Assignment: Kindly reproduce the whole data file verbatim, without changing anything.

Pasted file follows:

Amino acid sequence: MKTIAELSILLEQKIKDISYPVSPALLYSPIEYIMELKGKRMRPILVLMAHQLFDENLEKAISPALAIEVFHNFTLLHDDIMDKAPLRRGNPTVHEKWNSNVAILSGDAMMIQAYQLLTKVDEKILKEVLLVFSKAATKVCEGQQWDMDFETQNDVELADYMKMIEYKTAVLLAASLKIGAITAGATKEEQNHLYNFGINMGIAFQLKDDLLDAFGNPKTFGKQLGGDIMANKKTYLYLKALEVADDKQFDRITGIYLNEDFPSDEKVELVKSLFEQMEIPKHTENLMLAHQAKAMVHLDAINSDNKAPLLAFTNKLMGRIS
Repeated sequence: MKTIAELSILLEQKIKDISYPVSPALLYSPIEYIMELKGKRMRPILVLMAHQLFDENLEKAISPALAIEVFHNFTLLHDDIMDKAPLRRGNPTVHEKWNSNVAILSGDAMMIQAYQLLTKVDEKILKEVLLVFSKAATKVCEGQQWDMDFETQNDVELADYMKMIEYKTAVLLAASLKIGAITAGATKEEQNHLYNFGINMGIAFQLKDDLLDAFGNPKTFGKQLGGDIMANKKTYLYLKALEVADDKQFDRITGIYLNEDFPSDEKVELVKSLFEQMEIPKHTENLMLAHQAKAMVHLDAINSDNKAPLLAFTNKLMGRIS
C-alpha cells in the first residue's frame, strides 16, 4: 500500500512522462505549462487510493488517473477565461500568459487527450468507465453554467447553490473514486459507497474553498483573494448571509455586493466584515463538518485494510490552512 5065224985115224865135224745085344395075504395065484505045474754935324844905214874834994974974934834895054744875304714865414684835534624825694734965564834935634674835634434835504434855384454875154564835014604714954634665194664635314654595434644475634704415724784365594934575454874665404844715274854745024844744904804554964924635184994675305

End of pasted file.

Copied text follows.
Amino acid sequence: MKTIAELSILLEQKIKDISYPVSPALLYSPIEYIMELKGKRMRPILVLMAHQLFDENLEKAISPALAIEVFHNFTLLHDDIMDKAPLRRGNPTVHEKWNSNVAILSGDAMMIQAYQLLTKVDEKILKEVLLVFSKAATKVCEGQQWDMDFETQNDVELADYMKMIEYKTAVLLAASLKIGAITAGATKEEQNHLYNFGINMGIAFQLKDDLLDAFGNPKTFGKQLGGDIMANKKTYLYLKALEVADDKQFDRITGIYLNEDFPSDEKVELVKSLFEQMEIPKHTENLMLAHQAKAMVHLDAINSDNKAPLLAFTNKLMGRIS
Repeated sequence: MKTIAELSILLEQKIKDISYPVSPALLYSPIEYIMELKGKRMRPILVLMAHQLFDENLEKAISPALAIEVFHNFTLLHDDIMDKAPLRRGNPTVHEKWNSNVAILSGDAMMIQAYQLLTKVDEKILKEVLLVFSKAATKVCEGQQWDMDFETQNDVELADYMKMIEYKTAVLLAASLKIGAITAGATKEEQNHLYNFGINMGIAFQLKDDLLDAFGNPKTFGKQLGGDIMANKKTYLYLKALEVADDKQFDRITGIYLNEDFPSDEKVELVKSLFEQMEIPKHTENLMLAHQAKAMVHLDAINSDNKAPLLAFTNKLMGRIS
C-alpha cells in the first residue's frame, strides 16, 4: 500500500512522462505549462487510493488517473477565461500568459487527450468507465453554467447553490473514486459507497474553498483573494448571509455586493466584515463538518485494510490552512 5065224985115224865135224745085344395075504395065484505045474754935324844905214874834994974974934834895054744875304714865414684835534624825694734965564834935634674835634434835504434855384454875154564835014604714954634665194664635314654595434644475634704415724784365594934575454874665404844715274854745024844744904804554964924635184994675305